Upon consideration of BCM as an alternative to batch manufacturing, reduced environmental impact can be added to the list of advantages for BCM. As discussed in part 1 of this series, water use dominates the environmental impact of a fixed batch manufacturing facility, not only for production of growth media and buffers, but even more so for CIP/SIP operations and production of WFI used in these processes. The higher efficiency of BCM, coupled with the use of SUT, greatly reduces the water needed for such a process. BCM processes also tend to result in smaller waste streams that need to be treated prior to disposal.3 BCM facilities are smaller and can require less environmental control than fixed facilities, further reducing the environmental impact. Furthermore, the flexibility of BCM processes and facilities allows for more efficient manufacturing, further saving resources. As BCM technology improves and is implemented in commercial bioprocessing, additional benefits in terms of environmental impact are likely to be realized, and these should be considered in the decision to use BCM in the manufacturing of biotherapeutics.

Due to the importance of BCM to the future of biomanufacturing, the United States Pharmacopeia (USP) and BioPhorum are organizing a joint workshop on Continuous Manufacturing of Biologics to be held Dec. 7 and 8 in Rockville, MD.


  1. Gerstweiler, L., Bi, J. and Middelberg, A. P. J. Continuous downstream bioprocessing for intensified manufacture of biopharmaceuticals and antibodies. Chemical Engineering Science. 231, 2021:
  2. Khanal, O. and Lenhoff, A. M. Developments and opportunities in continuous biopharmaceutical manufacturing. MAbs. 13, 2021: 1903664.
  3. Madabhushi, S. R., Gavin, J., Xu, S., Cutler, C., Chmielowski, R., Rayfield, W., Tugcu, N. and Chen, H. Quantitative assessment of environmental impact of biologics manufacturing using process mass intensity analysis. Biotechnol Prog. 34, 2018: 1566-1573.
  4. Kunert, R. and Reinhart, D. Advances in recombinant antibody manufacturing. Appl Microbiol Biotechnol. 100, 2016: 3451-61.
  5. Gjoka, X., Gantier, R. and Schofield, M. Transfer of a three step mAb chromatography process from batch to continuous: Optimizing productivity to minimize consumable requirements. J Biotechnol. 242, 2017: 11-18.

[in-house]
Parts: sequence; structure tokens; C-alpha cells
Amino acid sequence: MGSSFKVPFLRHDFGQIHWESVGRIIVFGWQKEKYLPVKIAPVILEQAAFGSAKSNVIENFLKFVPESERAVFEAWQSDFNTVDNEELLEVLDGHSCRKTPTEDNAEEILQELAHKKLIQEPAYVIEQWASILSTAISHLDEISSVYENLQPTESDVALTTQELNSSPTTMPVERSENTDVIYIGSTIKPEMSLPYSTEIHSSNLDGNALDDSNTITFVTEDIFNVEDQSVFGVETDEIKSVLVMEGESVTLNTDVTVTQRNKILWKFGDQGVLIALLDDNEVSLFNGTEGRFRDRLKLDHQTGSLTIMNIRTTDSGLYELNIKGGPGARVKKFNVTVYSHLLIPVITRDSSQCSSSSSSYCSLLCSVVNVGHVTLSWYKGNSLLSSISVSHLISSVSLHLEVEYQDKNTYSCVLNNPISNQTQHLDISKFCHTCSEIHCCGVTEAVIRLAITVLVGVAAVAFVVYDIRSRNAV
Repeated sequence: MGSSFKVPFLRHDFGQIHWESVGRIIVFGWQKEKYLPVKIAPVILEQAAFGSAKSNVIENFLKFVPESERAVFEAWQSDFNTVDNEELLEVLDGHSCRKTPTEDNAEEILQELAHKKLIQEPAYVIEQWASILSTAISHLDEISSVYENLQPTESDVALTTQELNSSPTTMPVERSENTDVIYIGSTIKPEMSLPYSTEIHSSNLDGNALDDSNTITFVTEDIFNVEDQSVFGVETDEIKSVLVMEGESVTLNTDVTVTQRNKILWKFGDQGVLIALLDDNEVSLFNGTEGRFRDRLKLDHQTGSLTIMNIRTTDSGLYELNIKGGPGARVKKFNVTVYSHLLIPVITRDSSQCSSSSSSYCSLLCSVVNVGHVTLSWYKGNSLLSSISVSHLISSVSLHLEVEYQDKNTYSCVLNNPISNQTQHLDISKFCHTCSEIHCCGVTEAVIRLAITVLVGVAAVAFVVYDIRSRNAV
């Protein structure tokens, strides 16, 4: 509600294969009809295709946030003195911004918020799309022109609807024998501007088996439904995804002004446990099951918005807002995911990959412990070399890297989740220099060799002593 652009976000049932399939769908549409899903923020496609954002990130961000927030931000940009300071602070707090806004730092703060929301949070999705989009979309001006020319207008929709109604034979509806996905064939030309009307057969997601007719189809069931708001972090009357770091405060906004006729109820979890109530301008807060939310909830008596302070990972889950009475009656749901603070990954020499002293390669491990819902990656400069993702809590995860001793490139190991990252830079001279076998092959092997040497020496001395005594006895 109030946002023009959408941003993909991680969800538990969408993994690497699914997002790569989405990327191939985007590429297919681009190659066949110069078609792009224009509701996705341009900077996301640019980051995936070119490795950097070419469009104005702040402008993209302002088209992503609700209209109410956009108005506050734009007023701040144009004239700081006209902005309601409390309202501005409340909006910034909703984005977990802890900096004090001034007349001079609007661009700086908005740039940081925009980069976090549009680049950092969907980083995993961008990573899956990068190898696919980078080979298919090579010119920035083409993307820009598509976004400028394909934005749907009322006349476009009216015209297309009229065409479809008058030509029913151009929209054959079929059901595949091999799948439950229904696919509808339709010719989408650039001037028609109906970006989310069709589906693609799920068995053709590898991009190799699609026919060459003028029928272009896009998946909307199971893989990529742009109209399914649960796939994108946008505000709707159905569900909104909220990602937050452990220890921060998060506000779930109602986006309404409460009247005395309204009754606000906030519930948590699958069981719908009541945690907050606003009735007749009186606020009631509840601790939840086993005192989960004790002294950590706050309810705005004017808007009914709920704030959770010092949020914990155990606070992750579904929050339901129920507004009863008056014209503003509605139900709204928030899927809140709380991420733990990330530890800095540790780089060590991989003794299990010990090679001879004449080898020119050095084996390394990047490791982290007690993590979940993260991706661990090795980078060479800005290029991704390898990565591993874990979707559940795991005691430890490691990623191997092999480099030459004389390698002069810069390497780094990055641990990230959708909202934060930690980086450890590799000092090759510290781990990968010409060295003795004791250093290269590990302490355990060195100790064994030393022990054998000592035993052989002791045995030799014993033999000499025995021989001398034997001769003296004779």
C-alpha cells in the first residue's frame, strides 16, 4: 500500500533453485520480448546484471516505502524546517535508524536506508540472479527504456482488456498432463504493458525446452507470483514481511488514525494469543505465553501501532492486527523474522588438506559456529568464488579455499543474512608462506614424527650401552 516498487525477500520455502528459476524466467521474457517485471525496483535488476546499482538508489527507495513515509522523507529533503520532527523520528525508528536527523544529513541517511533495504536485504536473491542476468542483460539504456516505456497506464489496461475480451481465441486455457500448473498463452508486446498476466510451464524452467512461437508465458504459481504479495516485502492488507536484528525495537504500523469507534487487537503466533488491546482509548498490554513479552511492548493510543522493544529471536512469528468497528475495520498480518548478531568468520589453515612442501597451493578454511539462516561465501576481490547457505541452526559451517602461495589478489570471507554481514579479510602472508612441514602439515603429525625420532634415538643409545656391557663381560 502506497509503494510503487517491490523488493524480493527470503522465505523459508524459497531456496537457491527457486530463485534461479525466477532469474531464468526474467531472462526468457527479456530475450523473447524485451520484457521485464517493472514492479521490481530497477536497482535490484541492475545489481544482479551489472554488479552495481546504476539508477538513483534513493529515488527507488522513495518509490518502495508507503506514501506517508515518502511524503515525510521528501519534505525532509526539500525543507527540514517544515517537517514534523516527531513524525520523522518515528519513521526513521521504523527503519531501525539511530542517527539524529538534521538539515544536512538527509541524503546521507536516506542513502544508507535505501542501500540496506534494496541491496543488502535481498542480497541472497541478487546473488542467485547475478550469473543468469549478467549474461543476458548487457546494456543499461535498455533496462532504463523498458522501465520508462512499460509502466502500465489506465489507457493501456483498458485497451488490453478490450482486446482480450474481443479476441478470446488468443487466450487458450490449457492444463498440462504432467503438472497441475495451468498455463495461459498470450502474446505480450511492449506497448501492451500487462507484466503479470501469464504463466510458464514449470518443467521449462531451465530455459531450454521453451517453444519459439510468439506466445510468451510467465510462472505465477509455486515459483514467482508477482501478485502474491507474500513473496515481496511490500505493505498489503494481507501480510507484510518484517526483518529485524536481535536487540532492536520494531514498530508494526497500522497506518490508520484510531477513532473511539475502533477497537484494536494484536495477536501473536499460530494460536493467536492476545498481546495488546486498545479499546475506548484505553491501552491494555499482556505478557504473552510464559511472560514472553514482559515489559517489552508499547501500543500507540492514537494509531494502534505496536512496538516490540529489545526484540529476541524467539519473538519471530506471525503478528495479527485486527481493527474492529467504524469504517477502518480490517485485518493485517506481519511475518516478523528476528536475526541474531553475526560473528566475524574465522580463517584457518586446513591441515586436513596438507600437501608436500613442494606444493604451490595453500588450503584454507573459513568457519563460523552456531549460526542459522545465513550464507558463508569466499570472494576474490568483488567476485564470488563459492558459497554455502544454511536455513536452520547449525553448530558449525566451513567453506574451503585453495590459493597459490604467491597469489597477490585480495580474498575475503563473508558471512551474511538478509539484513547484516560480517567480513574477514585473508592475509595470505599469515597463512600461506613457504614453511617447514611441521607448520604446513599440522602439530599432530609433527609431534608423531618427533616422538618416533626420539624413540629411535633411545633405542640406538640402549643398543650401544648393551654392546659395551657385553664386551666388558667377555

6. Flanagan, W., Brown, A., Pietrzykowski, M., Pizzi, V., Monge, M. and Sinclair, A. An environmental life cycle assessment comparing single-use and conventional process technology. Biopharm Int. 2011, 2011:
  7. Budzinski, K., Constable, D., D'Aquila, D., Smith, P., Madabhushi, S. R., Whiting, A., Costelloe, T. and Collins, M. Streamlined life cycle assessment of single use technologies in biopharmaceutical manufacture. N Biotechnol. 68, 2022: 28-36.
  8. GE Healthcare (Cytiva). Use of sodium hydroxide for cleaning and sanitization of chromatography resins and systems. 2018: Application note, KA2918110418AN.
  9. Bunnak, P., Allmendinger, R., Ramasamy, S. V., Lettieri, P. and Titchener-Hooker, N. J. Life-cycle and cost of goods assessment of fed-batch and perfusion-based manufacturing processes for mAbs. Biotechnol Prog. 32, 2016: 1324-1335.

About The Author:

John F. Kokai-Kun, Ph.D., is director, external scientific collaboration for the US Pharmacopoeia. He received his Ph.D. in microbiology from the University of Pittsburgh, School of Medicine, and has more than 20 years of experience in drug development. He has held various positions with several biotechs and pharma companies, where his R&D efforts have focused primarily on biologics and vaccines. Kokai-Kun was also an adjunct assistant professor of microbiology and immunology at the Uniformed Services University of the Health Sciences and is retired from the United States Army.